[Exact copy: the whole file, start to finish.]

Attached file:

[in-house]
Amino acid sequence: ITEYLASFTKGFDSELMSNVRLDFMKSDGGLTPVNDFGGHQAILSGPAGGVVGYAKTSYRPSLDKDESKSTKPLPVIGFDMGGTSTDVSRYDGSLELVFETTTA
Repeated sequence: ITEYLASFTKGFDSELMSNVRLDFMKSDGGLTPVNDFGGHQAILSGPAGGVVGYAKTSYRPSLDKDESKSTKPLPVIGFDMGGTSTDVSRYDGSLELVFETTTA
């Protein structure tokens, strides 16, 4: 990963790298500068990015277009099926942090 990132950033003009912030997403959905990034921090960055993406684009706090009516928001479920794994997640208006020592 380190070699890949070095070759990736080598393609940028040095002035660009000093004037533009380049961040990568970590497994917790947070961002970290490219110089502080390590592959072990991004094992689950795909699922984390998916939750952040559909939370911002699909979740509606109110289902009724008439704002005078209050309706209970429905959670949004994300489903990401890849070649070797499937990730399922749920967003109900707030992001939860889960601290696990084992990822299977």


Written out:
[in-house]
Amino acid sequence: ITEYLASFTKGFDSELMSNVRLDFMKSDGGLTPVNDFGGHQAILSGPAGGVVGYAKTSYRPSLDKDESKSTKPLPVIGFDMGGTSTDVSRYDGSLELVFETTTA
Repeated sequence: ITEYLASFTKGFDSELMSNVRLDFMKSDGGLTPVNDFGGHQAILSGPAGGVVGYAKTSYRPSLDKDESKSTKPLPVIGFDMGGTSTDVSRYDGSLELVFETTTA
């Protein structure tokens, strides 16, 4: 990963790298500068990015277009099926942090 990132950033003009912030997403959905990034921090960055993406684009706090009516928001479920794994997640208006020592 380190070699890949070095070759990736080598393609940028040095002035660009000093004037533009380049961040990568970590497994917790947070961002970290490219110089502080390590592959072990991004094992689950795909699922984390998916939750952040559909939370911002699909979740509606109110289902009724008439704002005078209050309706209970429905959670949004994300489903990401890849070649070797499937990730399922749920967003109900707030992001939860889960601290696990084992990822299977």